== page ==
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A View From The Booth: Making Up for the Missing Game

The author at Navy's 2010 Poinsettia Bowl Pep Rally.

Dec. 28, 2011

By Bob Socci

For much of the last month there was a void left unfilled.

Eight years in a row, like every other fan of Navy football, I was accustomed to getting a Holiday gift wrapped up inside a grid of white lines measuring 53 yards wide by 100 yards long.  It was an annual Christmas bonus; otherwise known as a bowl game.

Fortunate enough to hitch round-trip rides off Midshipmen success, my all-expense-paid packages included frequent flights to California and Texas.  Less occasionally -- as in once apiece in that eight-year while -- Charlotte or the District of Columbia served as late-December’s destination.

One and all were end-of-the-season rewards for the year-long efforts of players and coaches.  Hotel halls were decked in Blue and Gold.  Merry gentlemen -- and ladies too, of course -- spread Yuletide cheer from San Diego’s Gaslamp to Houston’s Galleria.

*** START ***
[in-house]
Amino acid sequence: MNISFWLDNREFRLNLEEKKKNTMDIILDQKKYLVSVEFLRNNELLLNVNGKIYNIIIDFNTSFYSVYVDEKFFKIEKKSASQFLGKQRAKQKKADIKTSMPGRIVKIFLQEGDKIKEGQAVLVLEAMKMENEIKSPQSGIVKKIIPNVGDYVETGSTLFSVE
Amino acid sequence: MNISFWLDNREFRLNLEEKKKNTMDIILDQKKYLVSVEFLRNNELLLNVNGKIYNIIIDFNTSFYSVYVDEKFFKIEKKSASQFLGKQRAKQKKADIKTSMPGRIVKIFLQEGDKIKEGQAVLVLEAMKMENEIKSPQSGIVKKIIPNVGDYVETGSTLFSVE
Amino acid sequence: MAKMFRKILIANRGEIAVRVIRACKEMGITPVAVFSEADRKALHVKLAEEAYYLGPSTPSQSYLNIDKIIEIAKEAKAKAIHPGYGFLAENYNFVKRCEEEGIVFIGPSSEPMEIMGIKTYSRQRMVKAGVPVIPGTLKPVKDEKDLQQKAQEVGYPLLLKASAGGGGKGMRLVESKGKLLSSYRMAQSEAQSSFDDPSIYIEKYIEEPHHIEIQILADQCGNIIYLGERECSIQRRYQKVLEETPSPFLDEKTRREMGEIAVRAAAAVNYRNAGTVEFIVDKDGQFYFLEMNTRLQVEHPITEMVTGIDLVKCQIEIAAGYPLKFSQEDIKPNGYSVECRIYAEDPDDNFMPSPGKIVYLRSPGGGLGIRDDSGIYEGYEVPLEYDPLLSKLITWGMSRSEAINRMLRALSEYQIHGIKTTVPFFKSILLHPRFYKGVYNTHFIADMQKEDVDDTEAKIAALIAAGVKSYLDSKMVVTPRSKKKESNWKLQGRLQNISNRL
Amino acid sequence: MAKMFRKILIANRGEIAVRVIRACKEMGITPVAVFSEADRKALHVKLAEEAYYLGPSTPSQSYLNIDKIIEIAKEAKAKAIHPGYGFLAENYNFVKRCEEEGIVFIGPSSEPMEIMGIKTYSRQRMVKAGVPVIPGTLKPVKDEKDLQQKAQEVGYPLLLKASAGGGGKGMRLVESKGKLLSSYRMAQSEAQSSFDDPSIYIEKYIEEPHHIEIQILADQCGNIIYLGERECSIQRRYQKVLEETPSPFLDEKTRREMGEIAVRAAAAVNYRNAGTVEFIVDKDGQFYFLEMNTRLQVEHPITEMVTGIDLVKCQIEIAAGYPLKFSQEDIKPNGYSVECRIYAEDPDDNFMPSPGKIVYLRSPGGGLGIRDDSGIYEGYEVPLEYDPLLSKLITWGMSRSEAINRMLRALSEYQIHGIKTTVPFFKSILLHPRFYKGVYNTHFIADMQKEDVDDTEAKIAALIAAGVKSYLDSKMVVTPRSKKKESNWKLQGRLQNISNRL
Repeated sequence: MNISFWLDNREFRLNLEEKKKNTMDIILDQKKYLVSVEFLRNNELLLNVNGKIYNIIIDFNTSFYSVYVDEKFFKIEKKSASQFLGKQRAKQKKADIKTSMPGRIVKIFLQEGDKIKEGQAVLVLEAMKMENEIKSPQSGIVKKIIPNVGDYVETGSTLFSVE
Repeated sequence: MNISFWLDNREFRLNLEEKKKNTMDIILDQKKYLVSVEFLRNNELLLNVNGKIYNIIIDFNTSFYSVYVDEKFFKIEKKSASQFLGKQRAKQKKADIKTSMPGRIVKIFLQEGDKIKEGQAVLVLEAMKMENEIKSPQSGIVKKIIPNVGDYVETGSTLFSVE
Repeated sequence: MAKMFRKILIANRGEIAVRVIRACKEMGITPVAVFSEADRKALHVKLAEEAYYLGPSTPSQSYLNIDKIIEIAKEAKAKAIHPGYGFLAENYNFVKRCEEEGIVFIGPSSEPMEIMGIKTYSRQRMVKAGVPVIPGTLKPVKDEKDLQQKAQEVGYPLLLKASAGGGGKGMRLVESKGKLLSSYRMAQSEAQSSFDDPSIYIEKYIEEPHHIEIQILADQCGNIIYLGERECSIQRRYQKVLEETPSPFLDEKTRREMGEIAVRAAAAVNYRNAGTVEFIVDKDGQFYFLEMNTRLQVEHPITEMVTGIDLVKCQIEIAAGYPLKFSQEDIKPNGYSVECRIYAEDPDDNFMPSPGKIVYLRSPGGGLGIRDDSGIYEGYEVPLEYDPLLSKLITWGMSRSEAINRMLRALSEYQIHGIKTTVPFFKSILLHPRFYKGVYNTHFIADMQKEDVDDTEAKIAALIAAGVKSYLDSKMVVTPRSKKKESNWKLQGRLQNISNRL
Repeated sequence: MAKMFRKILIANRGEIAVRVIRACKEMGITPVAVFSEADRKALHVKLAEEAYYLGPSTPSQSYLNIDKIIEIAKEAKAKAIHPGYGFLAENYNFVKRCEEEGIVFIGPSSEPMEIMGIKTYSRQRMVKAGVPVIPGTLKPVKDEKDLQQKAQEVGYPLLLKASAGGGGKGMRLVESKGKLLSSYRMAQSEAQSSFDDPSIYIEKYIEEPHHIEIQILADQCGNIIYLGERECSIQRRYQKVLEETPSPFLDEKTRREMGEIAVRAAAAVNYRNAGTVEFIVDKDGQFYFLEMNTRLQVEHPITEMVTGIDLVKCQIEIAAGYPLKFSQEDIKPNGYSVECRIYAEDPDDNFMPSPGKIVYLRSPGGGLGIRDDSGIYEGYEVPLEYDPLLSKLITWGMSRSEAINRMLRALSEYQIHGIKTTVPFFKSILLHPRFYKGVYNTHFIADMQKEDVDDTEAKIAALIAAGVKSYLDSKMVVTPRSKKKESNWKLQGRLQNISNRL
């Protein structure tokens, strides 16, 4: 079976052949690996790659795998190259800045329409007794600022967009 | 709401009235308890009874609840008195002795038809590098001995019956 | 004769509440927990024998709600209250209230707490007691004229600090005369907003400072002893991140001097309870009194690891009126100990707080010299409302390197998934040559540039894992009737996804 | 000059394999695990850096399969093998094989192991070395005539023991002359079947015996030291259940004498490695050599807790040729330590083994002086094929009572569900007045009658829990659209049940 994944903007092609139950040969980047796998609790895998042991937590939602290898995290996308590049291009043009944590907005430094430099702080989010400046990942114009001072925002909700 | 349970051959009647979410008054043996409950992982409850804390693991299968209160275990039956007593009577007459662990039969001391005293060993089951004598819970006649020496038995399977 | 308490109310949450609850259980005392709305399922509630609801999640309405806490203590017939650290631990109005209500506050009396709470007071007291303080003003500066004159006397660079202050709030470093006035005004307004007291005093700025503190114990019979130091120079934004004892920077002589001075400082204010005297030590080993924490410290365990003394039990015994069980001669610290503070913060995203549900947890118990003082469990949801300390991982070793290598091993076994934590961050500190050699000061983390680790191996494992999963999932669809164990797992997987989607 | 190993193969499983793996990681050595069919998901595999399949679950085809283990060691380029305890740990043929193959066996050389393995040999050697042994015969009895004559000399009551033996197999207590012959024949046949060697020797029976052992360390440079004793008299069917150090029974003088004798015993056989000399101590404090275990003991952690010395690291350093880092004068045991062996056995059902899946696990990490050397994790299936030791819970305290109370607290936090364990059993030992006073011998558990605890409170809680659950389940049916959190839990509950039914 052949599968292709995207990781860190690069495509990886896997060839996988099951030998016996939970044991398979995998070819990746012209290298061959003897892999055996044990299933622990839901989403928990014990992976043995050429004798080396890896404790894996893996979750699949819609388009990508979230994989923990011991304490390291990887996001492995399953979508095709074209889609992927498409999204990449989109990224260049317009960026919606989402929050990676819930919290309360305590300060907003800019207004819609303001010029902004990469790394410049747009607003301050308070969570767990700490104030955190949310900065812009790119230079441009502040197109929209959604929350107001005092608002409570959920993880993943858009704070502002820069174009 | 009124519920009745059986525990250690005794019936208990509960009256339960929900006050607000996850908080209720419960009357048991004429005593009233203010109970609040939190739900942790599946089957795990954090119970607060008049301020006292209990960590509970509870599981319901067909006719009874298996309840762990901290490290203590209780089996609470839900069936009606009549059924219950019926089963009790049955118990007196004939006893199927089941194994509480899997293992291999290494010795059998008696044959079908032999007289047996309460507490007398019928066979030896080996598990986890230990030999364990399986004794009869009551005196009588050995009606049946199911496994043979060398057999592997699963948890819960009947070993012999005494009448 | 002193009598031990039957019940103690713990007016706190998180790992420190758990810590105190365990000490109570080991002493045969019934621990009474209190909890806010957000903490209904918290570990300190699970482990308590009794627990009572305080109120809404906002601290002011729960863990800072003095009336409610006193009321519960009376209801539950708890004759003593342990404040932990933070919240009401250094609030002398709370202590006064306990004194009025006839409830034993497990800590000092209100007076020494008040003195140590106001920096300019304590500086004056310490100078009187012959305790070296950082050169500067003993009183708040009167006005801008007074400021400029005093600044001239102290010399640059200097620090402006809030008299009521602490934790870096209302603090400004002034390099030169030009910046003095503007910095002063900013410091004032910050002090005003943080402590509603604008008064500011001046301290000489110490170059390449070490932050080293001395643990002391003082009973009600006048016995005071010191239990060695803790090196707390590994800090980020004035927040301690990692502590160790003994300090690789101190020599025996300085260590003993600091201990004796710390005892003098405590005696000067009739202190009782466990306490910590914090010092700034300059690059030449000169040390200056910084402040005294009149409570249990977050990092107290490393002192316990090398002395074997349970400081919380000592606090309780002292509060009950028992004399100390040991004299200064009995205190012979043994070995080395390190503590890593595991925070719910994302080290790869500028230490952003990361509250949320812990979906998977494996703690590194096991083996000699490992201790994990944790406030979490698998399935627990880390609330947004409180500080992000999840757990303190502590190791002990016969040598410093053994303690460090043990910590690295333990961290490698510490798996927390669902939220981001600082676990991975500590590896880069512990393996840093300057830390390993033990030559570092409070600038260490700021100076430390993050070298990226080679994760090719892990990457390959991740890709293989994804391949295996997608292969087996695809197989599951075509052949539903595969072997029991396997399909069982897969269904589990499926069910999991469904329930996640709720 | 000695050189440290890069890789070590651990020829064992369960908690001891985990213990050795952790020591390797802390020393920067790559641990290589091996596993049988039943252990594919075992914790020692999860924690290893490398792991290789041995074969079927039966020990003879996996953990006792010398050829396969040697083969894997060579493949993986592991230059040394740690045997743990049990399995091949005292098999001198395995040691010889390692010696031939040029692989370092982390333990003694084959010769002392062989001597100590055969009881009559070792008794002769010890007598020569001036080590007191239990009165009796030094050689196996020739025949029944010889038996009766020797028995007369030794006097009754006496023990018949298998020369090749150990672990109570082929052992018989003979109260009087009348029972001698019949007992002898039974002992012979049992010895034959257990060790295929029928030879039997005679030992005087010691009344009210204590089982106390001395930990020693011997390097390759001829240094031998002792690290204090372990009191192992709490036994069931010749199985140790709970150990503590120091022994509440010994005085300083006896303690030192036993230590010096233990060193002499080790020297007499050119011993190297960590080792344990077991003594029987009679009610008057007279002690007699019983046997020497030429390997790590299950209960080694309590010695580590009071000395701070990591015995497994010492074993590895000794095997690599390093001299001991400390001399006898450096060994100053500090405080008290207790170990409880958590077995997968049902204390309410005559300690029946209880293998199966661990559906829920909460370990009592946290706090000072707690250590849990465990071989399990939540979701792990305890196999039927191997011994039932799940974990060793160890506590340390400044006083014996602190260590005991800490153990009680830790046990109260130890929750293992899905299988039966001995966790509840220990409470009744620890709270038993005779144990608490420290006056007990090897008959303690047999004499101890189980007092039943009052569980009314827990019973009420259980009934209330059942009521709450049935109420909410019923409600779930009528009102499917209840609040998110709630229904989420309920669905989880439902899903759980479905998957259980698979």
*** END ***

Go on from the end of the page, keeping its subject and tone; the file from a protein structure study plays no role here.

Making a list, one needn’t check twice to ensure another Navy postseason berth was included.  Frankly, by the last few years, they so commonly occurred as to be practically taken for granted; almost as much as a mail-order fruitcake showing up on the doorstep.  The difference being, as you know, the flavor of a bowl game is actually worth savoring.

Admittedly, the Ho, ho, ho! with which I greeted each December and its accompanying bowl game was in danger of becoming a Ho, ho-hum.  Foolish as that seems.

Then 2011 came along and interrupted a postseason streak remarkable by anyone’s standards, but truly amazing by those of a service academy.